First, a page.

While it’s a near certainty that both use and prices are on the comeback trail, the impact of China’s reaction will be exceptionally influential as to the extent of volume generated and price improvement within the next 12 months. With Environmental Protection Agency regulations favoring the light metal wherever possible over iron and steel, the extent of aluminum’s higher pricing in the next 12 months will be largely affected by a combination of these factors.
Replicating Japan’s zombie economy
After a “breakout 1980s” decade of gross domestic product that seemed to spiral Japan to the top of the world economy, nothing seemed to stop Japan from achieving the golden cup of global leadership.
After a monumental reconstruction of a World War II-destroyed industrial infrastructure (punctuated by the nuclear destruction of Hiroshima and Nagasaki), nothing seemed to stop the innovative genius of Tokyo spreading its wings throughout both the developed and developing world.
Being high-profiled in sending forth its home-grown managers to run their acquired businesses, it seemed Japan was winning financially, industrially, commercially and acquisition-wise what it had failed to accomplish through its failed military escapades.
Although Japan’s footprints in automotive, computers, electronics and other aspects of technology have been successfully accomplished, its purchase of major real-estate assets and specific American emporiums, as well as major tourist attractions, proved much less remunerative. In most cases, it was a matter of buying high and subsequently selling low.
Japan’s exports continue strong, but its internal growth dynamics seemed to have hit a brick wall as Japan’s 1990s and early 2000s decades came on the scene. Instead, China seemed to have succeeded in a great leap forward, replacing Japan as a strong No. 2 in the gross domestic product sweepstakes to the United States.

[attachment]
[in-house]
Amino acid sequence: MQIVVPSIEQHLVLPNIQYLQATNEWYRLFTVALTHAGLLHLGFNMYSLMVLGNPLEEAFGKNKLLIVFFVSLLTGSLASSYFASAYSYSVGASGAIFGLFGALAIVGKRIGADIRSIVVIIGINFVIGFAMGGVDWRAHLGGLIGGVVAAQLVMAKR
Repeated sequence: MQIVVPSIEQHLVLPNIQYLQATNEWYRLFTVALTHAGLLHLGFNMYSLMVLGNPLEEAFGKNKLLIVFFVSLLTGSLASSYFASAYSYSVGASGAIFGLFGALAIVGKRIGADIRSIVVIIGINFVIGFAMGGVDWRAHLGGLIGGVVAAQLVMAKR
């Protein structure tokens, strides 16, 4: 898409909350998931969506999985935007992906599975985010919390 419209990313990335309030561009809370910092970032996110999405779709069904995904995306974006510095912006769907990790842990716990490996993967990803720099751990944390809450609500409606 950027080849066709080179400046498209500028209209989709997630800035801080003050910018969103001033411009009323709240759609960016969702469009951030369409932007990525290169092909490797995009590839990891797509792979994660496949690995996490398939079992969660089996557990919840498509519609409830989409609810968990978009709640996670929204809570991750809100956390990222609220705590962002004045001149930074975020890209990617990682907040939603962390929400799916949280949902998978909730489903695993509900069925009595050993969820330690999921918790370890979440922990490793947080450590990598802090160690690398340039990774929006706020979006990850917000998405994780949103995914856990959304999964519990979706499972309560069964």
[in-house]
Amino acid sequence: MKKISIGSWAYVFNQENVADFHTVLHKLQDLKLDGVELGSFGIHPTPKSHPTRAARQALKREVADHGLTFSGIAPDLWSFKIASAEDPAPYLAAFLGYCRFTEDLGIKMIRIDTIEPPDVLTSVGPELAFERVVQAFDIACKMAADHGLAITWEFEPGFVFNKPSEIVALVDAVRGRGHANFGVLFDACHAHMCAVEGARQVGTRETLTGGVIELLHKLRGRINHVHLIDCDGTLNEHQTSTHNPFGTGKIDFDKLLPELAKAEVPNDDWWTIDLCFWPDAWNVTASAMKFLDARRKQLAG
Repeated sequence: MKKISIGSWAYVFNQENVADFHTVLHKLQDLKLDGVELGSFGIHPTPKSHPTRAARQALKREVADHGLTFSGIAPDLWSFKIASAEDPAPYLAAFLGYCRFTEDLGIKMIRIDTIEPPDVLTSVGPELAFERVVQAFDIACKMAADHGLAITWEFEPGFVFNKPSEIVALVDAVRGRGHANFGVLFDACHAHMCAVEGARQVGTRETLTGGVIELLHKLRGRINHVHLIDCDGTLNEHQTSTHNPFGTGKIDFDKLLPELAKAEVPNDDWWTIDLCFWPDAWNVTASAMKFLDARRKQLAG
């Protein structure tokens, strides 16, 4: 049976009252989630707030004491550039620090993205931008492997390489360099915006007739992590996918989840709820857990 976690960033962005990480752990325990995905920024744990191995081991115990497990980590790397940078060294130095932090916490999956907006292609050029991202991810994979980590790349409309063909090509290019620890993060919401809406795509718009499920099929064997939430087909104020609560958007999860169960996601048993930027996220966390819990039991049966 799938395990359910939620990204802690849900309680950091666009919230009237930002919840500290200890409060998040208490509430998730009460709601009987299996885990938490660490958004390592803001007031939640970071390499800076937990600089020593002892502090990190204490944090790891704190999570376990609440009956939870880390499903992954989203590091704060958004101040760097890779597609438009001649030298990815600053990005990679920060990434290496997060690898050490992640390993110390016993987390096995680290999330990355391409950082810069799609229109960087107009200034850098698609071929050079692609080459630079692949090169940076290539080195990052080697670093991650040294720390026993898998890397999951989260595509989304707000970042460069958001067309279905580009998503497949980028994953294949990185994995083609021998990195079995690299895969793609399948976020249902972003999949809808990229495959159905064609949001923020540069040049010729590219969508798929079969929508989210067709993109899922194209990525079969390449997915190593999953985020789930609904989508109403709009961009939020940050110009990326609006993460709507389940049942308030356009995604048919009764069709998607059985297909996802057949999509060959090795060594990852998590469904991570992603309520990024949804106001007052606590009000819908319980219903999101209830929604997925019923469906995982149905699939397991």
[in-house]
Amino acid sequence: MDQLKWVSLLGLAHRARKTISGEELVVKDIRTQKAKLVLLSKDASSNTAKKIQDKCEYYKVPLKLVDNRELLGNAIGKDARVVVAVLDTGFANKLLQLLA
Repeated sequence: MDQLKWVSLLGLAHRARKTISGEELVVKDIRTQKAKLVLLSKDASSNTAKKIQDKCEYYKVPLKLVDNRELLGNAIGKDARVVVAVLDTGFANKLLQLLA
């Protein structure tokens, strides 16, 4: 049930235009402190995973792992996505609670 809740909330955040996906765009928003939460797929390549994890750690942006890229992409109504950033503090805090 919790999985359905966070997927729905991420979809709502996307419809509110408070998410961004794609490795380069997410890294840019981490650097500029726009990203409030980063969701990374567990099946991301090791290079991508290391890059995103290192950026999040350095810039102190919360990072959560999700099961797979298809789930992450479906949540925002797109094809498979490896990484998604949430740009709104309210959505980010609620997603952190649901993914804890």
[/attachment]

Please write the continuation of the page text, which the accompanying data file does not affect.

Furthermore, Tokyo’s domestic demand economics seemed possessed by a “savings mania” rate that reached a world-high per capita rate of 12%; with the national postal savings agency the main object of the legions of tens of millions of the 100 million-plus household savers. This kept imports down, accompanied by a status quo in the nation’s 20-year gross domestic product of goods and services.
Although the United States also has been stalled by a continuing unemployment, consumer demand and per-capital overhang, the current administration’s policy with increasingly restrictive and obstructionist regulations, plus an enormously expensive national health-care experiment, have helped create an environment of static income and subsequent dormant consumer expenditures.
While energy development has provided an unexpected uptick in the prolific addition of oil, natural gas refining and exports, consumer demand is doomed to restraint under present circumstances.
Whether the surge of energy-related growth is enough to break through the current employment, income and expenditure freeze, the next 60 to 90 days will likely reveal the nation’s future economic direction.